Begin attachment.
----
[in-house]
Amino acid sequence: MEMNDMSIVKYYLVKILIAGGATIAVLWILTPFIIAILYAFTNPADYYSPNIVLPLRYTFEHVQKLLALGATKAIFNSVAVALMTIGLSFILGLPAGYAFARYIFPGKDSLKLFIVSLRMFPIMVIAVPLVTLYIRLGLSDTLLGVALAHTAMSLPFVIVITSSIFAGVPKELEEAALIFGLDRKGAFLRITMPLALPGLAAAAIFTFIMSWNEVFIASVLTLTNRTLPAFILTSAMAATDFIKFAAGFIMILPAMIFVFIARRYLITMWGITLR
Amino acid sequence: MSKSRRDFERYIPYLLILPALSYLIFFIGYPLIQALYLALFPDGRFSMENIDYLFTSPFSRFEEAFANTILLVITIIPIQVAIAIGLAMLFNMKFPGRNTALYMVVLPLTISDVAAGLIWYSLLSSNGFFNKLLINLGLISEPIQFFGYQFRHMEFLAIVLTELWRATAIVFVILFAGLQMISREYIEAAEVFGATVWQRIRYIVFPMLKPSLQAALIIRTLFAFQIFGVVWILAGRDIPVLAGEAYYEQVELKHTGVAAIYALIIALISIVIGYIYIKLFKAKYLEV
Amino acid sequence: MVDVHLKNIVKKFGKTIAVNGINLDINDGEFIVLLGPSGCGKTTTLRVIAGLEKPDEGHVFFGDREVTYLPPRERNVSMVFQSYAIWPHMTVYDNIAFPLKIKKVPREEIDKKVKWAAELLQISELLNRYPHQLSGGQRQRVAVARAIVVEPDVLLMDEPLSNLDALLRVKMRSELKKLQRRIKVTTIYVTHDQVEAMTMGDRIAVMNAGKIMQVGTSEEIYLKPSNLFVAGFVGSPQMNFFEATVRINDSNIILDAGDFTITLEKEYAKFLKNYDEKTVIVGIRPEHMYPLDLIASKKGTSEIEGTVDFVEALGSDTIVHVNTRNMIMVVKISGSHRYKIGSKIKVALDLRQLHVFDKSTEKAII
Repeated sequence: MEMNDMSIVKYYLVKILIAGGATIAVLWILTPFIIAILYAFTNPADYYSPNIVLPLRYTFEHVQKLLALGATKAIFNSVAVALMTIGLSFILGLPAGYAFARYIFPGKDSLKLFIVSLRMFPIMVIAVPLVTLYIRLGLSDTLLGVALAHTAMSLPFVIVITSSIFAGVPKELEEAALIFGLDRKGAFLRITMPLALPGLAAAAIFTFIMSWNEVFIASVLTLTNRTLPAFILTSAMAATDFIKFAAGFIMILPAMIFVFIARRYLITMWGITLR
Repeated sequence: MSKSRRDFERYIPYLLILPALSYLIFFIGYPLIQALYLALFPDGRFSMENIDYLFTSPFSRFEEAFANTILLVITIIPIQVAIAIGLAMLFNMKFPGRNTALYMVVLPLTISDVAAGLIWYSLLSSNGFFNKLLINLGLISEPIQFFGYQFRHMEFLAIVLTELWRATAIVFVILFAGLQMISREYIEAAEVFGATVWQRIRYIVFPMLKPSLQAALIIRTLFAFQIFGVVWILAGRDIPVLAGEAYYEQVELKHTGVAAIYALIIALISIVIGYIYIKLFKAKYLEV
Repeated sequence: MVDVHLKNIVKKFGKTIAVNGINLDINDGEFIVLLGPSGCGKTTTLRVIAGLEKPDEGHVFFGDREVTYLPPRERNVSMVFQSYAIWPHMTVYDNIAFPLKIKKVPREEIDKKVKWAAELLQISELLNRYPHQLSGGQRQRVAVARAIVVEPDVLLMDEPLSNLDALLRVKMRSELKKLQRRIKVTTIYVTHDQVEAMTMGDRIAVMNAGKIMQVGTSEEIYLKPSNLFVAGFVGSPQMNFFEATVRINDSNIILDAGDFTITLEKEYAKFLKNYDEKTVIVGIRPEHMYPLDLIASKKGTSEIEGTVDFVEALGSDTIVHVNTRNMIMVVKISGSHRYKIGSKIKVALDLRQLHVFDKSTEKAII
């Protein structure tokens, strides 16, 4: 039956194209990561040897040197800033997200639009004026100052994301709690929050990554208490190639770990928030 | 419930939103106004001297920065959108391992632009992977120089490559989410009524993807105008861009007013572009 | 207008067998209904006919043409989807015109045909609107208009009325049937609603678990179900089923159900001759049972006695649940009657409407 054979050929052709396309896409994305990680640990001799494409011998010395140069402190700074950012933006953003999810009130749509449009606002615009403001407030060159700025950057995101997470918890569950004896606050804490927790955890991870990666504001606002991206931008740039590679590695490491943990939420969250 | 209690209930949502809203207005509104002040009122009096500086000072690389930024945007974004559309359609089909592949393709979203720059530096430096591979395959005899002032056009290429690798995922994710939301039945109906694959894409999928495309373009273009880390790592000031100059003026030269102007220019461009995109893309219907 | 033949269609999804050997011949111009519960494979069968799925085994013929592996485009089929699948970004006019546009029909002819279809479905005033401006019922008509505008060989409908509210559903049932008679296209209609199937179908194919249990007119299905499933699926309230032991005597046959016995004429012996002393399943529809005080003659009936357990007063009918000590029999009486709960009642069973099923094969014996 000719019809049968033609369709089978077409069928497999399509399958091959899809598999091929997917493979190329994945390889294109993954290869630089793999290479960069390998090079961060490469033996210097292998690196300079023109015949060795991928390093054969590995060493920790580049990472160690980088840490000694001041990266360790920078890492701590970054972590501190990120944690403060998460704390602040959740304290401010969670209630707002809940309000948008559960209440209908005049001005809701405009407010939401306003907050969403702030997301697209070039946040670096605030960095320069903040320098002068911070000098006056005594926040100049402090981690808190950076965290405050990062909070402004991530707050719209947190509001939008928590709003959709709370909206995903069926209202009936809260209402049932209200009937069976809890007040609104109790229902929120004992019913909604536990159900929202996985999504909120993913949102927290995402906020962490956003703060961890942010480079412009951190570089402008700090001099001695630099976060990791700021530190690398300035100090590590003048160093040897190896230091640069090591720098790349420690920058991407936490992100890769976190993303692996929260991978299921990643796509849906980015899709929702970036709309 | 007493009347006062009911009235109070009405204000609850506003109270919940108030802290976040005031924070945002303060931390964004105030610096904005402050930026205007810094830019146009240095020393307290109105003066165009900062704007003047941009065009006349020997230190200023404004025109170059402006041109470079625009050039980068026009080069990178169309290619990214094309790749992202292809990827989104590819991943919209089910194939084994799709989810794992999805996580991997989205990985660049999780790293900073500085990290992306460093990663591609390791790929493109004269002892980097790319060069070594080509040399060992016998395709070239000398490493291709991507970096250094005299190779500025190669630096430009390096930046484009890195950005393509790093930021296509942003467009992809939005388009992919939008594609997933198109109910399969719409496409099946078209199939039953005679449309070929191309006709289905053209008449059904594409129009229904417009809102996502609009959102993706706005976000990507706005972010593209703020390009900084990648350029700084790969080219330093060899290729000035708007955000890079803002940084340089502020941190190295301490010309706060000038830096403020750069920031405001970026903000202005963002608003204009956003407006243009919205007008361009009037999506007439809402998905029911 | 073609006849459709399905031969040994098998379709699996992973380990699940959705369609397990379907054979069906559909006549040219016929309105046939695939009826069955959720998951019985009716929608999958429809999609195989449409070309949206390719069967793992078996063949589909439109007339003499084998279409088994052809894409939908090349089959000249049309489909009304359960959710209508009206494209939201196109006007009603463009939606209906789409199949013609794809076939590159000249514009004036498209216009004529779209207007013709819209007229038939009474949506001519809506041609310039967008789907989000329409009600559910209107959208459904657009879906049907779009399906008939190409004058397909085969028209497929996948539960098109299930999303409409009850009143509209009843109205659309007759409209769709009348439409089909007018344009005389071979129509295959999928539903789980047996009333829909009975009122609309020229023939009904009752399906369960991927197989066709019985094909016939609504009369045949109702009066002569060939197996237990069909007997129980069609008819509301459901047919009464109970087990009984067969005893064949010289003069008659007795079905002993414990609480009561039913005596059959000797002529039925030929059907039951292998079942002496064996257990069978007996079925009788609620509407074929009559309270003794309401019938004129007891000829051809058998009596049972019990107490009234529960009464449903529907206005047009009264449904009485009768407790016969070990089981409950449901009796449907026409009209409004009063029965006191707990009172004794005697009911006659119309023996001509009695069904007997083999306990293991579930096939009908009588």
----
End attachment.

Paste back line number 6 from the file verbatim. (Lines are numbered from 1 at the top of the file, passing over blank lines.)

Repeated sequence: MSKSRRDFERYIPYLLILPALSYLIFFIGYPLIQALYLALFPDGRFSMENIDYLFTSPFSRFEEAFANTILLVITIIPIQVAIAIGLAMLFNMKFPGRNTALYMVVLPLTISDVAAGLIWYSLLSSNGFFNKLLINLGLISEPIQFFGYQFRHMEFLAIVLTELWRATAIVFVILFAGLQMISREYIEAAEVFGATVWQRIRYIVFPMLKPSLQAALIIRTLFAFQIFGVVWILAGRDIPVLAGEAYYEQVELKHTGVAAIYALIIALISIVIGYIYIKLFKAKYLEV